The bcl‐2 proto‐oncogene increases cell survival and blocks apoptosis in many systems (reviewed by Korsmeyer, 1992; Reed, 1995). To investigate the effect of bcl‐2 expression on the c‐Jun‐mediated apoptosis, c‐jun‐ER fibroblasts (clone C3) were transfected with an expression vector containing the human bcl‐2 gene together with a hygromycin‐resistant marker. Several hygromycin‐resistant colonies were identified by immunoblotting with abundant expression levels of the human Bcl‐2 protein and were used for further analysis (Figure 5A). To test the effect of Bcl‐2 expression on the cell viability, control NIH 3T3, c‐jun‐ER and c‐jun‐ER/bcl‐2 cells were plated in low serum in the presence or absence of β‐estradiol and the numbers of live cells were determined by the MTT assay at daily intervals. As presented in Figure 5B, 50% of the cells expressing the c‐Jun‐ER protein alone died under these conditions after 96 h in the presence of hormone. In contrast, only 27% of the cells with co‐expression of Bcl‐2 plus c‐Jun‐ER underwent apoptosis when treated similarly. No significant loss in cell viability was noticed for control cells under the same conditions (Figure 5B). Hence, these data indicate that constitutive expression of Bcl‐2 results in a considerable attenuation of the c‐Jun‐mediated apoptosis in serum‐deprived NIH 3T3 fibroblasts.
Apoptosis by c‐Jun is not linked to cell proliferation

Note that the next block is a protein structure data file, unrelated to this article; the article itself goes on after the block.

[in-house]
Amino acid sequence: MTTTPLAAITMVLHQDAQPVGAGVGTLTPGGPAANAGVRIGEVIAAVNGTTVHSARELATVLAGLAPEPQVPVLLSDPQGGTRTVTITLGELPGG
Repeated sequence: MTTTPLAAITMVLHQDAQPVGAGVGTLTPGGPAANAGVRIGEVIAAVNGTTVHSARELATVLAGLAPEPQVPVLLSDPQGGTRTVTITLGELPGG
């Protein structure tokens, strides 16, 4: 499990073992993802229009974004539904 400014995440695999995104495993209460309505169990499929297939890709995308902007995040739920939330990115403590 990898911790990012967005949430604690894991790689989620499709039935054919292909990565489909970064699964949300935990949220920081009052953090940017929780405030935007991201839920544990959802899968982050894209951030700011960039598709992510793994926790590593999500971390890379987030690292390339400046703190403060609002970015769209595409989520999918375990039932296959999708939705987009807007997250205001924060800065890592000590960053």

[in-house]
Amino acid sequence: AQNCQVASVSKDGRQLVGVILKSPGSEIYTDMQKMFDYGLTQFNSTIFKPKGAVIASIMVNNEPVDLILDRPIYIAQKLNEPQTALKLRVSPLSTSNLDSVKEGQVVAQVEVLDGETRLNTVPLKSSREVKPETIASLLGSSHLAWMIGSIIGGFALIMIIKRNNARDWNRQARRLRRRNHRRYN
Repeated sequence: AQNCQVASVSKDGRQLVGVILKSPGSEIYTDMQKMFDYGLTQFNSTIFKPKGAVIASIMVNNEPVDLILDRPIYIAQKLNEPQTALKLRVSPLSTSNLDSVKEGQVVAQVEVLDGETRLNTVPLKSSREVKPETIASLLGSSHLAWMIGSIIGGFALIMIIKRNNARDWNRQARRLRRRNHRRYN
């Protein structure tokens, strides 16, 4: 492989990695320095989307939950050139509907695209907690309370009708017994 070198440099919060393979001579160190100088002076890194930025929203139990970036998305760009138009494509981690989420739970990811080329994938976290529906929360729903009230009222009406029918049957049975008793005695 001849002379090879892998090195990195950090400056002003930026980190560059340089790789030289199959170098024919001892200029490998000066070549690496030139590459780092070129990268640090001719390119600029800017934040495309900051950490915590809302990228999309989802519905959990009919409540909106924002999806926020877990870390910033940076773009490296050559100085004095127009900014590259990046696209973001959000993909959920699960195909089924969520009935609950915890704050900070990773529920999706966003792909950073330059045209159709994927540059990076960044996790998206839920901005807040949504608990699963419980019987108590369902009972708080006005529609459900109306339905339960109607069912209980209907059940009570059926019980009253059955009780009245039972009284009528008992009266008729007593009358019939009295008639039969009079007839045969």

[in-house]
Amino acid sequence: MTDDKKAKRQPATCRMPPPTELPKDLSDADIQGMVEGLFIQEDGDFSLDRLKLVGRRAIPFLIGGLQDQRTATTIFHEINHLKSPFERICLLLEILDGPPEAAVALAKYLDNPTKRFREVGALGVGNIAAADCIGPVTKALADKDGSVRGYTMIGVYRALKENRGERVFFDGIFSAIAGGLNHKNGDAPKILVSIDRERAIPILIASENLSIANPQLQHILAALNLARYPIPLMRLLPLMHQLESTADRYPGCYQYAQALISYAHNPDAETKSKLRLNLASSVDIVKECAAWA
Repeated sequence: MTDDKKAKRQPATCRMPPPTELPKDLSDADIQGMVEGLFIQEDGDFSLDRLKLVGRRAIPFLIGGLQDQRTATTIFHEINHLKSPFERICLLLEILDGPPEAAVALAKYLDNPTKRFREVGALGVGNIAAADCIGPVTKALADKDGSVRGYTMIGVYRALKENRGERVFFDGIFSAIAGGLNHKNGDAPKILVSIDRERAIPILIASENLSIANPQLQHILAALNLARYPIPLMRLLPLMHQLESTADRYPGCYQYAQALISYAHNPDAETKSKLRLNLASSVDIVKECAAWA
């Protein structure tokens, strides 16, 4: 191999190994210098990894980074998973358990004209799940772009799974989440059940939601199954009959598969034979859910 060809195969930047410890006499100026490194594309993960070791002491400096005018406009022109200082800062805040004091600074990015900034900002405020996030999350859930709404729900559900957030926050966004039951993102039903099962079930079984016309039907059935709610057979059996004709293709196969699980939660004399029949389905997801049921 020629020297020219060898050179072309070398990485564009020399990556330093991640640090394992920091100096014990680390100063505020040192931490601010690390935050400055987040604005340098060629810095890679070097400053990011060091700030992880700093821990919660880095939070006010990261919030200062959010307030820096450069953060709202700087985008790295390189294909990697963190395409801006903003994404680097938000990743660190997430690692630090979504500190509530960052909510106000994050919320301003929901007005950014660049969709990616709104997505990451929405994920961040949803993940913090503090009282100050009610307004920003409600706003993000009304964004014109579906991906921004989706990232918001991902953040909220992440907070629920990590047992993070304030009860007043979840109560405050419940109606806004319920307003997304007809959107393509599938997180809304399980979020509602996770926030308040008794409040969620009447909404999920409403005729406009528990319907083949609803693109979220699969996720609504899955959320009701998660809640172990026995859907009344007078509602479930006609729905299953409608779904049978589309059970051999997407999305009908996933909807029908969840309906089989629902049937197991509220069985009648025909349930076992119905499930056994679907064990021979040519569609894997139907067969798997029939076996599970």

A number of reports have suggested that c‐jun may play a role in cell cycle progression (Ryseck et al., 1988; Cater et al., 1991; Kovary and Bravo, 1991; Johnson et al., 1993; Pfarr et al., 1994). We therefore considered the possibility that the c‐Jun‐activated apoptosis may be coupled to an increase in DNA synthesis, as has been documented for the c‐Myc‐ or E2F‐mediated apoptosis in fibroblasts (Eilers et al., 1991; Evan et al., 1992; Qin et al., 1994; Shan and Lee, 1994; Wu and Levine, 1994). To explore this issue further, the distribution of cell cycle phases was determined by flow cytometry. Unexpectedly, the activation of the c‐Jun‐ER protein by β‐estradiol had no effect on the cell cycle profile of NIH 3T3 fibroblasts. The number of cells in the G0/G1, the S or the G2/M phase of the cell cycle was very similar for β‐estradiol‐treated or untreated c‐jun‐ER fibroblasts (Figure 6A and Table I). Instead of changes in the cell cycle phases, c‐Jun activation resulted in an increase in cells with less than diploid DNA content, representative of apoptotic cells (Figure 6A and Table I). The fraction of apoptotic cells was ∼25% at high serum levels, whereas it was increased further up to 40% in low serum, confirming our initial observation that the c‐Jun‐mediated cell death is more profound for factor‐deprived fibroblasts (Table I). It is of note that the percentage of apoptotic cells was higher for untreated c‐jun‐ER cells as compared with control cells (Table I). As mentioned above, a likely explanation for this finding may be the leakiness of the c‐Jun‐ER protein. Finally, these data suggest that the c‐Jun‐mediated apoptosis is not confined to a specific phase of the cell cycle.